India: government must implement NALSA judgment and protect transgender people
The Indian government must ensure protection of rights of transgender people in line with its international obligations and the seminal ruling of the Supreme Court in National Legal Services Authority (NALSA) v. Union of India, the ICJ said in a briefing paper released today.
“While there has been some progress over the past two years since the NALSA judgment, it is not enough,” Sam Zarifi, ICJ’s Asia Pacific Director said. “India must take steps to immediately implement all directions of the Supreme Court, and ensure that transgender persons in India can enjoy the full range of their human rights, free from discrimination and violence”.
“The directions in the NALSA judgment provide an important charter for transgender rights in the country,” Zarifi added. “It is time for the government to uphold the equality and dignity of transgender persons in India, and enable them to fully enjoy their human rights, free from discrimination and violence”.
The ICJ’s briefing paper addresses questions regarding the scope of the NALSA decision; the government’s role and responsibility in implementing it; what implementation steps have been taken so far and other related developments since the judgment; what the significant gaps in implementation have been; and India’s relevant international human rights law obligations.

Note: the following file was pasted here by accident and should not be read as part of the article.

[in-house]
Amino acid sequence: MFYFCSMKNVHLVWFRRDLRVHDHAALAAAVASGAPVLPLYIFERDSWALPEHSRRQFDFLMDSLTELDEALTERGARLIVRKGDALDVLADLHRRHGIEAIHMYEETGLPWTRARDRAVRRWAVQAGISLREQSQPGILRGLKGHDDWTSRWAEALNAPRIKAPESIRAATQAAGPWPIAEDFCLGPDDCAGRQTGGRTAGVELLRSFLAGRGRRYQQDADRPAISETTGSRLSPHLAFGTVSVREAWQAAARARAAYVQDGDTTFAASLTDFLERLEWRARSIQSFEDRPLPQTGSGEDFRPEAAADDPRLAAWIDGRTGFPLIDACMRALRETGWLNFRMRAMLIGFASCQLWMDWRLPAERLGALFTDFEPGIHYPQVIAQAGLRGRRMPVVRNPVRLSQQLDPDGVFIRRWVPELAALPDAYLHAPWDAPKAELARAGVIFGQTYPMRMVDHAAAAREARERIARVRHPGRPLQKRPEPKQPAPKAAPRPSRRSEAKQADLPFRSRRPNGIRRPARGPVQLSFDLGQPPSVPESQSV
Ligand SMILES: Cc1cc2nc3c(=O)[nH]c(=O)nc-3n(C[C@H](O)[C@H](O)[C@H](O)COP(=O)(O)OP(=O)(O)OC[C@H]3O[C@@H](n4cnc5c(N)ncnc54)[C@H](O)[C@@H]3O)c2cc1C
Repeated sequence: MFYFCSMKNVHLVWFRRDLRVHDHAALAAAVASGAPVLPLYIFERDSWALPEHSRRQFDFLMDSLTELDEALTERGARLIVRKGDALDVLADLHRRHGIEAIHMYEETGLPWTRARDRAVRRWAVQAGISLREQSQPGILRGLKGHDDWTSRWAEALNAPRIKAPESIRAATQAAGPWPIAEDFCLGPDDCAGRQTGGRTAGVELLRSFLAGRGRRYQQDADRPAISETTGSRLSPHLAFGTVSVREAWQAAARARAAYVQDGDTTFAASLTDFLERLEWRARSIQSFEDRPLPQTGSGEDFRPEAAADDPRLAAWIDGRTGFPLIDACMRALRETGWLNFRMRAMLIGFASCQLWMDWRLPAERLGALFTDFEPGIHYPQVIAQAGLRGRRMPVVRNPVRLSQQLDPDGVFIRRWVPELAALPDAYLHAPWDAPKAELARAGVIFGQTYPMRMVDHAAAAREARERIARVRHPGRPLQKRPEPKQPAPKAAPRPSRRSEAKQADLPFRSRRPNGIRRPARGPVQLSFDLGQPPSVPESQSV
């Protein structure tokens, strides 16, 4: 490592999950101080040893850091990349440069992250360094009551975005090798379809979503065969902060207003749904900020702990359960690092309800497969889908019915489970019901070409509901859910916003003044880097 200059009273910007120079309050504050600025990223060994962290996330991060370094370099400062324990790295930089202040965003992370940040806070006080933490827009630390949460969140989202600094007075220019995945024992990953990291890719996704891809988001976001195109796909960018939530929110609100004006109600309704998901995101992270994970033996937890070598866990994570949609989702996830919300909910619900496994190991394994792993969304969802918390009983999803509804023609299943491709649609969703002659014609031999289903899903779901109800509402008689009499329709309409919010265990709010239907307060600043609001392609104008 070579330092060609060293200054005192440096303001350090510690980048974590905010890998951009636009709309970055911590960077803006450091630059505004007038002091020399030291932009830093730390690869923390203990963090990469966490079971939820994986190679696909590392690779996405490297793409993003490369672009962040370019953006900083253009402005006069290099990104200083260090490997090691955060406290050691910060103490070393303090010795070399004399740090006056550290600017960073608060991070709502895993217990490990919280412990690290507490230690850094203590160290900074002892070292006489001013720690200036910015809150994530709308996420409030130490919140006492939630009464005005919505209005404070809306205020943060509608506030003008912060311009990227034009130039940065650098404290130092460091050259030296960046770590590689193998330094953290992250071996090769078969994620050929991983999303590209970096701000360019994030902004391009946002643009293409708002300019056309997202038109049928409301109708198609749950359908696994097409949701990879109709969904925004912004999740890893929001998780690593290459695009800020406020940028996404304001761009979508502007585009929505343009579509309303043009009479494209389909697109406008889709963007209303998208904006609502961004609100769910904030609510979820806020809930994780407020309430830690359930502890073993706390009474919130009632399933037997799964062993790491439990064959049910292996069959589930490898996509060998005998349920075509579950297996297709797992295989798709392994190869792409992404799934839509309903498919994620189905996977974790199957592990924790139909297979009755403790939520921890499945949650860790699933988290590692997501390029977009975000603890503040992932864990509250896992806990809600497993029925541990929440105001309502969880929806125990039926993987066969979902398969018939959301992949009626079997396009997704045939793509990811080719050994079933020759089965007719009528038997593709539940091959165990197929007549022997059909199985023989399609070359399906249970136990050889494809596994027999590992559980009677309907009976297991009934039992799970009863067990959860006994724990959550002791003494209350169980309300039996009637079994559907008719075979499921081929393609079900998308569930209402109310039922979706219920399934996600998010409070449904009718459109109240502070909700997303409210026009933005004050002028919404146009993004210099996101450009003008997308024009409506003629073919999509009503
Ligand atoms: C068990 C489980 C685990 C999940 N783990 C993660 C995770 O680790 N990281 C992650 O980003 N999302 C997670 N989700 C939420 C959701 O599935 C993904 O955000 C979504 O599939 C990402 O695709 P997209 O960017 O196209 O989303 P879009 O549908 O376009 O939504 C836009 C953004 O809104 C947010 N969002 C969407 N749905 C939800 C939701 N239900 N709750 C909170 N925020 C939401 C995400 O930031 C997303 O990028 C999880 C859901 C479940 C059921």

On 15 April 2014, the Indian Supreme Court released its judgment in the NALSA case.
Grounding its reasoning in the rights to equality, non-discrimination, freedom of expression and dignity, the Court affirmed transgender persons’ right to their self-identified gender, such as male, female or as third gender, and directed the government to grant legal recognition of the same and to take specific steps to ensure equality and non-discrimination for transgender persons.
It has now been two years since the NALSA decision.
But the Indian Central and state governments have still not implemented some of the core directions set out in the judgment.
For example the basic process of accessing legal gender recognition remains unclear, with individuals being forced to navigate a dizzying array of bureaucratic hurdles.
India has ratified several international human rights instruments that require the government to respect, protect and fulfill the right to equality and non-discrimination for transgender people.
Danish Sheikh: t +91 8197979171
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India-Q&A NALSA-Advocacy-Analysis brief-2016-ENG (full brief, in PDF)AdvocacyAnalysis briefsNews